Osteopathy & Physiotherapy
Osteopathy and Physiotherapy: “Why both?”
I am often asked, “What is the difference between osteopathy and physiotherapy?” However it is difficult to give a straightforward answer. Both are independent government regulated health professions https://www.ahpra.gov.au/ that share a common interest in the nervous and musculoskeletal systems, movement, and health but each retains their unique origins and practice principles and treatment approaches. Understanding the History of Manipulative Therapy helps put this into perspective (Pettman, 2007) https://www.ncbi.nlm.nih.gov/pmc/articles/PMC2565620/
I draw on knowledge and experience from both disciplines, gained throughout my professional practice life and I believe that this is the way that healthcare is evolving. Practitioners just continue to expand their interests and skills so they can better serve the needs of their patients/clients. I have always been drawn to osteopathy’s practice principles that have remained fundamentally unchanged from their origins; the body is a unit, the body has its own self-regulating mechanisms, and the body’s structure and function is reciprocally interrelated.
Osteopathic Principles: what does this mean?
To me, it captures the basis for a truly holistic approach; one that rests upon different forms of knowledge; essentially science and a patient-centred view. When a person presents with a particular complaint, the osteopath will take a full-body view and spends time looking for local and distal factors that might be contributing to the problem. Diagnosis and treatment is based on detailed knowledge of anatomy and physiology merged with an appreciation of the individual and his/her unique situation, the osteopath’s ability to feel the body tissues and the sensitive application of manual therapy. The aim of treatment is to facilitate a beneficial change within the body - joints, muscles, ligaments, fascia, nerves and fluids. The body, which is in a continual state of inner motion, makes the change and the osteopath induces and guides the process, which fits with the idea of Re Balancing.
What about the body, mind, spirit approach?
We are complex beings and the more we learn about, and research human biology, the more we appreciate its complexity. Mind and body cannot be separated and healthcare has seen a shift toward a biopsychosocial model where we have a greater appreciation of the inter-relationship between a person’s background, thoughts, emotions, responses to different life experiences and their physical and mental wellbeing.
Practice Areas of Interest
Denise is passionate about, and has postgraduate training and experience in the fields of Paediatrics and Trauma Recovery.
She completed a research doctorate that explored osteopathy for babies with breastfeeding difficulties and has also played a key role in the development, coordination, and teaching of a graduate certificate course in neonatal and infant paediatric manual therapy at Victoria University.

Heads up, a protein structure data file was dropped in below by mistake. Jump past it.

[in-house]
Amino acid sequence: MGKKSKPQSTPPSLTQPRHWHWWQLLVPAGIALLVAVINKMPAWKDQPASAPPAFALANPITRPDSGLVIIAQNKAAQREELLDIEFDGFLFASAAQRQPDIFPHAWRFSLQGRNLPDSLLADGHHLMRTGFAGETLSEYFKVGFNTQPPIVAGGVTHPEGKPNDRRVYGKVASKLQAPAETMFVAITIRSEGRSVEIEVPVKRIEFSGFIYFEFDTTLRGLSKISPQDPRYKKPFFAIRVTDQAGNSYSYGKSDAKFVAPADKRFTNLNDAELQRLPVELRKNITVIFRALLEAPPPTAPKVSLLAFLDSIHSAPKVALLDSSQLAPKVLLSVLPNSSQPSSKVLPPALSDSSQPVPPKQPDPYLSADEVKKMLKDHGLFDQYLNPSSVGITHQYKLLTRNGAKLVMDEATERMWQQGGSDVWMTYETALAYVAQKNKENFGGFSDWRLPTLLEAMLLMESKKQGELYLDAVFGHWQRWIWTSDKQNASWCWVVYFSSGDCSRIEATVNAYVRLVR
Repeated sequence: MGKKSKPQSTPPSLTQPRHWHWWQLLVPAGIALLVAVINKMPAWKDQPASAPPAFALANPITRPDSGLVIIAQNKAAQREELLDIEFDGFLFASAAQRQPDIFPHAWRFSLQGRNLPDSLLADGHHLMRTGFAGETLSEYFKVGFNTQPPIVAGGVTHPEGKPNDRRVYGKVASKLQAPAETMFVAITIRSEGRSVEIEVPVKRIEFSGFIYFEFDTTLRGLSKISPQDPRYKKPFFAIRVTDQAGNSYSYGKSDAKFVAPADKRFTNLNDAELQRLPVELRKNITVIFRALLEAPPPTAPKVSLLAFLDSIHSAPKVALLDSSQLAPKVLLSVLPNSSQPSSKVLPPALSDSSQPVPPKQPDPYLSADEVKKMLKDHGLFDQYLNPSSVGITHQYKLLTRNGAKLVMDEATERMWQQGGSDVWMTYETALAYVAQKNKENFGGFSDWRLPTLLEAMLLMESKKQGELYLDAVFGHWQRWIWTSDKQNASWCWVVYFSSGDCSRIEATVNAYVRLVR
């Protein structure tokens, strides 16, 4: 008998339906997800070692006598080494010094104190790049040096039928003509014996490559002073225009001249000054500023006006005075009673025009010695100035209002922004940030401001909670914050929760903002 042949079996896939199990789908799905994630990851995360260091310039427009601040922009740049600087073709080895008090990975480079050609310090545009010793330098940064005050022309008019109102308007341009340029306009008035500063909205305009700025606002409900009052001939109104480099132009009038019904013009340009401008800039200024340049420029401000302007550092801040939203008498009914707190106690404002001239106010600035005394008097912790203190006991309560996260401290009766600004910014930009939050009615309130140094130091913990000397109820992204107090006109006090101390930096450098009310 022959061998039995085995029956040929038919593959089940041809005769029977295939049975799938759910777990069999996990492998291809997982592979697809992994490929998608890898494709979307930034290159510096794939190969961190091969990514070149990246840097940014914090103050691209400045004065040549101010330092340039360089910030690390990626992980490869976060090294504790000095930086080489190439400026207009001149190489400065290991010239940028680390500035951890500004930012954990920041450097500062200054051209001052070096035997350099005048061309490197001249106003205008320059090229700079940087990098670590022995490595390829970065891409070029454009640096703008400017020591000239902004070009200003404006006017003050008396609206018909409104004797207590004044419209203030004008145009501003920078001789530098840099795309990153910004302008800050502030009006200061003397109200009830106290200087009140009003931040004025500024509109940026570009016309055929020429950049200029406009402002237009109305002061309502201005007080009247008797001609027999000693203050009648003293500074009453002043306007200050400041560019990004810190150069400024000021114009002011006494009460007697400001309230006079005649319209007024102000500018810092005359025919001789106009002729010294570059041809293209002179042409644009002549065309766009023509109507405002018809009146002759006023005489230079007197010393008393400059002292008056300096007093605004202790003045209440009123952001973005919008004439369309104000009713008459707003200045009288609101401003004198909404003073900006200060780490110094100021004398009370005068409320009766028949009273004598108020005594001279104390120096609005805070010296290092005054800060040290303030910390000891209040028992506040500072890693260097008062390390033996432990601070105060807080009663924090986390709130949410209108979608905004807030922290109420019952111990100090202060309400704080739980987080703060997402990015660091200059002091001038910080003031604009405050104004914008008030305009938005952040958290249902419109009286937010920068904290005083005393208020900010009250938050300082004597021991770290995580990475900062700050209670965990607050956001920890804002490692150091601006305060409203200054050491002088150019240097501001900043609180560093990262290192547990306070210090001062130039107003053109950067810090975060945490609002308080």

Denise believes that appropriate early intervention for babies and children and support for their caregivers is all about preventative medicine; helping families and the very young, who are growing and developing, to achieve their full potential.
She also believes that humans, in general, have the biological resources to respond to, and deal with, various life challenges. However, social stresses and some physical and emotional traumatic experiences can have cumulative and far reaching negative effects on an individual’s wellbeing and quality of life. Hence treatment is not only important for injury recovery but to build resilience through understanding, body awareness, and ongoing self-management strategies such as TRE, EEL, and fitting of Prokinetics foot orthoses. [Denise is a provider of Prokinetics posture correction insoles that work on a dynamic basis to stimulate and strengthen the feet. For further information see http://www.prokineticsaustralia.com.au/]
Making an appointment
Due to the COVID-19 Stage 4 restrictions, the clinic is only open to treat conditions that are considered URGENT CARE.
Unfortunately it is too difficult to monitor this with online bookings, so they have been disabled at this time.
If you feel that the absence or delay of treatment would:
• result in a significant change/deterioration in your condition
• impact on your ability to complete activities of daily living
• prevent you from going to work or completing work duties
• result in you escalating care to a GP or ER
Then please contact Dr Denise Cornall directly:
Phone: 0467 574050 Email: firstname.lastname@example.org
Cornall, D. (2011). A review of the breastfeeding literature relevant to osteopathic practice. International Journal of Osteopathic Medicine, 14, 61-66.
Pettman, E. (2007). A history of manipulative therapy. Journal of Manual and Manipulative Therapy, 15(3), 165-174.